Heritage, the album released today by five-piece downtempo deathcore band Distant, is the band’s third album, and the second with their current line up – joined by Jan Mato on drums and Eise Smit on guitar in 2020. While their second album Aeons Of Oblivion showed what the band was capable of, especially on the four-part “Ritual,” an almost deathcore suite, Heritage is the band at their full power.
While the band is legendary for the brutality of their music, the opening track “Acid Rain” is almost beautifully melodic with an undercurrent of doom, like a fairy tale that starts with a welcoming path in the forest but portends darkness buried deep in the woods.
That darkness erupts on “Paradigm Shift,” and if a paradigm shift is a fundamental change in approach or underlying assumptions, then the song represents that for the band. Building off of “Acid Rain,” the track announces the band’s new direction, like their first two albums were the hunt, and now with Heritage, they’re here for blood.
The third track, “Born of Blood,” builds slowly, propelled by guitarists Vladimir Golic and Nouri Yetgin’s twin-assault pulverizing riffs. In the background of the song, though, is a swirling rhythm pulling the listener upwards with the song. Alec Grnja’s vocals seem to swirl throughout the song’s vortex before casting you out of the apex into the ether.
The centerpiece of the album is “Agent Justice,” a seven-minute epic that sounds like the score for an cult-classic horror film. The video for the song sees the band performing live, trapped behind a staticy red and black color palette, like you’re seeing it on a channel you’re not meant to watch, and the band is fighting through the static to the surface. While everyone shines on the track, Jon Mato’s blast beats are so relentless that it is astounding to realize a human being is capable of maintaining such a persistent beat. The song is a rollercoaster, taking you to its very peaks and then dropping you, screaming face-first into an almost-calming piano interlude that only gives to another sharp climb. Grnja’s vocals threaten to tear you in half as they run at you full force.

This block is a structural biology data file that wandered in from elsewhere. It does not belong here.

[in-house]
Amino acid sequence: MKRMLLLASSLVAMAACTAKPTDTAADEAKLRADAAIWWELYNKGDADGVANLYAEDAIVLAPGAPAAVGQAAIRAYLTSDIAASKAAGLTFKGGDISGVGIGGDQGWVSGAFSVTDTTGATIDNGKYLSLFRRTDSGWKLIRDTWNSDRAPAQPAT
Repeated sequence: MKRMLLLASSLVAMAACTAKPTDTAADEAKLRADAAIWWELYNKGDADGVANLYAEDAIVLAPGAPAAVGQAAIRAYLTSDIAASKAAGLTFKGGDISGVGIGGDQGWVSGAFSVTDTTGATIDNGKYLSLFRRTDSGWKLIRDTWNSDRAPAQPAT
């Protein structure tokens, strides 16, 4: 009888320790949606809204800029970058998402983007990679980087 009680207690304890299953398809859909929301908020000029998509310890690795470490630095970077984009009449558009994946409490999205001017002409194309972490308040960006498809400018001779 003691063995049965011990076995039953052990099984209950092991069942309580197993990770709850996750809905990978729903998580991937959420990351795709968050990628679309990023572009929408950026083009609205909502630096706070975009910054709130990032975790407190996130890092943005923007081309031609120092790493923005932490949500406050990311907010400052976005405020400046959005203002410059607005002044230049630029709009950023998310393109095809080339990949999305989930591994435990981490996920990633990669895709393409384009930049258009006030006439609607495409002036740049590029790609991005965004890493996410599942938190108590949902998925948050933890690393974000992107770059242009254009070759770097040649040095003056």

Tracks such as “A Sentence to Suffer” and “Human Scum” are played at such furious intensity that you can feel blood dripping from the tracks, with each member of the band going hard on both songs. The one-two punch of closing tracks “Orphan of Blight” and “Plaguebreeder” both start with the same kind of haunting, almost orchestral sound that then pulls you down sharply into an audio demolition derby, throwing you around and around until the merciless conclusion.
For a band that describes their own sound as “bone-crushing, thick-as concrete heaviness,” Heritage might as well be a hydraulic compactor, the kind that could pancake a military vehicle. The band has never sounded tighter and more in tune with each other than ever before. Grnja’s vocals are intense, working in conjunction with Golic and Yetgin’s guitars – which would be intense enough on their own, but combined with Elmer Maurit’s steady basslines and Mato’s blast beats, they are out to destroy everything in their path. Distant is at the forefront of European deathcore for a reason, and Heritage moves them firmly to the top of the mountain .Heritage was released on February 10th on all platforms, with physical copies available on Distant’s website, including a badass limited edition Heritage vinyl pressing on marbled white and red smoke – with only 500 copies available.
Be sure to catch the band when they play The Underground in Mesa on March 13th, along with Bodysnatcher, AngelMaker, and PALEFACE (CH).
More tour dates here.